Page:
Given that Nvidia is going to offer a Linux version of Iray for rendering server farms, I became interested in it. Sadly, the client-side portion of the rendering engine is not yet available for Linux. A search has not yielded me any answer as to whether Nvidia plans to allow Iray plugins for Blender or not.
Given that, I have been using Daz3d in Windows to do some rendering. It is a pretty nice piece of software given that it abstracts away a lot of implementation details and allows me to focus on the art.
In a previous Windows post, I mention I was having difficulty with HDR maps. I was able to sort that out. I had a couple of things set wrong. First, I had a limited sky-dome setup which was distorting and red-shifting the image. Second, I was rendering at Ultra-HD resolution, which the provided hdr texture would not support. So here's a before and after pic. Note these are full HD walls covered wtfPL, meaning do what you want with them. Post processing was done using the Gimp.
Render times are insane with this new gpu based rendering. These full HD images rendered out to 100% convergence in less than 30 minutes. I did see that Cycles will be coming or is here with gpu acceleration. I will be posting my artwork here:
I wanted to add one last thing: I chose a pretty bad scene to start with, given that the only object in the scene is the character. HDR maps are nice for providing diffuse world-space lighting, however, your point lights won't bounce off of it. This is important in these physics-based rendering engines because they actually calculate the light behavior when drawing. So the best I can come up with is a close approximation of how the light should be falling on the character, given the scene. Forest scenes always have incredibly complex lighting scenarios, and I am thinking the best bet would be to ditch the HDR map, provide a lit skydome for the diffuse lighting, or just use a sky map, then built the forest scene up as actual 3d objects. It would be a lot more work and would drastically increase render times but would be worth the effort in terms of realism.
tknomanzr: Interesting, what is your line of toughts on this renderers?
I mean why give yourself to the mercy of nvidia when there are cycles, luxrender, mitsuba that are free/opensourced (and i guess many more) and also the limit of beauty is very-highly set in this case = user knowhow.
btw: sheep-it render farm does support single images (in 1920x1200px case they are split into 4 tiles which then get propagated into 4 machines, so you can be really fast as well, also this means you can get nice renders from 2009 tech, since you don't really do any final renders on your own hardware < the point being that there is no need to upgrade hardware every year or own the latest nvidia).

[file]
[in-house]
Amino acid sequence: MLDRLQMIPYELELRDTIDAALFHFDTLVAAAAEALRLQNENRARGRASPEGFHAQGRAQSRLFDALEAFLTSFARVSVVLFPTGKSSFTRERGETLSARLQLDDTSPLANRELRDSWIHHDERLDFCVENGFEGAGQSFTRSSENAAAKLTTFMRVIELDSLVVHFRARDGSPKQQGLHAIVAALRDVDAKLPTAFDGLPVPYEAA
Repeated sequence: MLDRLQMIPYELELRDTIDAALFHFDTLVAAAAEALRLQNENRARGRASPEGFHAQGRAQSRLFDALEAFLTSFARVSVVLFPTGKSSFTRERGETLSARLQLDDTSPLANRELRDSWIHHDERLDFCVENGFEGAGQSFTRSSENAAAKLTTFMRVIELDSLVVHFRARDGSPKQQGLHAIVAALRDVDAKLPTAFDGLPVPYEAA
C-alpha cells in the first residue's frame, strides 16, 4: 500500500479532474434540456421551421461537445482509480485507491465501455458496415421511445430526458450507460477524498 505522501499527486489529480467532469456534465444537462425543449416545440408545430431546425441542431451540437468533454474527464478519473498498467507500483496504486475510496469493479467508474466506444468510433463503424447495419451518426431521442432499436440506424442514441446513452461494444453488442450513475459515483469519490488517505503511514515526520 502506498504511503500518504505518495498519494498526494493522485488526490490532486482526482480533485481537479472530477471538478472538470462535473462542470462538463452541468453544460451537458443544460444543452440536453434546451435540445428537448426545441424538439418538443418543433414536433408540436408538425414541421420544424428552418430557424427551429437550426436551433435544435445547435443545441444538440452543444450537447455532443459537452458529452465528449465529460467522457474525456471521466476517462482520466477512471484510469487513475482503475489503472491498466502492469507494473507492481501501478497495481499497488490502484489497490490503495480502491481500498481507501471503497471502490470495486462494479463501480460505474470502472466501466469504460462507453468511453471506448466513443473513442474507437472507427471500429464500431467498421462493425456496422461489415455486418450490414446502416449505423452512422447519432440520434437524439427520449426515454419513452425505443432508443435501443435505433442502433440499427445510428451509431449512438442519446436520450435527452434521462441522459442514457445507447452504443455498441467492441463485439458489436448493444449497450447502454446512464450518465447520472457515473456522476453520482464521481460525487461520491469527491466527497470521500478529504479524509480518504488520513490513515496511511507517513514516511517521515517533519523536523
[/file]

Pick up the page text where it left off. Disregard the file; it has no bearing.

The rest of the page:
p.s. I can tell you that my Maya/vray (or something) friend does hate me silently, thought he never admitted publicly.
example: (this would render about 6-7 hours on my old mac (mostly due to motion blur), but was done in less than 2 on the sheep)
(I didn't count another hour for grade)
This specific scene could be 100% rendered with a gpu (and it might actually be).
pros: commercial people will hate you and a lot more.
cons: cycles is clearly not an unbiased renderer & sheepit doesn't seem to support openexr even for single frames.
Last edited by brontosaurusrex (2015-08-22 14:30:56)
I had to give this one some thought. What I really want is the best of both worlds. I want Blender to be as easy to use as other commercial software. I don't know. I load up Blender and end up totally lost within about 5 minutes. 3D software has a steep enough learning curve as is. I just really don't care much for Blender's interface.
Following up on this line of thought, I was reading on a possible port of Octane to Blender and one of the devs had responded that he wanted too but had to figure out how to create an abstraction layer for the software so that he wasn't linking directly to Linux libraries and thus violating the GPL. I love the concept of free software up until you get the point that people don't get paid to develop it. Sometimes I think the GPL hurts Linux adoption. Good programmers should expect to get paid for their work as should good artists. Not that I am rushing to drop $600 on zbrush atm, however.
Parallel to that line of thought is if you have to charge $600 for software, then at least provide a way for people to use it differently or something. Daz3d abstracted away alot of the low-level 3d stuff, gives their software away, and makes their money off of selling content. It's an interesting business model, at least.
...I want Blender to be as easy to use as other commercial software. I don't know. I load up Blender and end up totally lost within about 5 minutes. 3D software has a steep enough learning curve as is. I just really don't care much for Blender's interface.
I guess it depends on what you start out with. I sort of like the idiosyncracies now!
Regarding development funding, I drop a few $$ to the Blender Foundation quite regularly, because I think it is a fantastic resource.
Interesting render engine comparison on Blenderguru: http://www.blenderguru.com/articles/ren … -vs-giants
I just really don't care much for Blender's interface.
Mastering blender interface complexity must be 100000000x smaller challenge than understanding (any modern) rendering engine, so on the long run not important at all.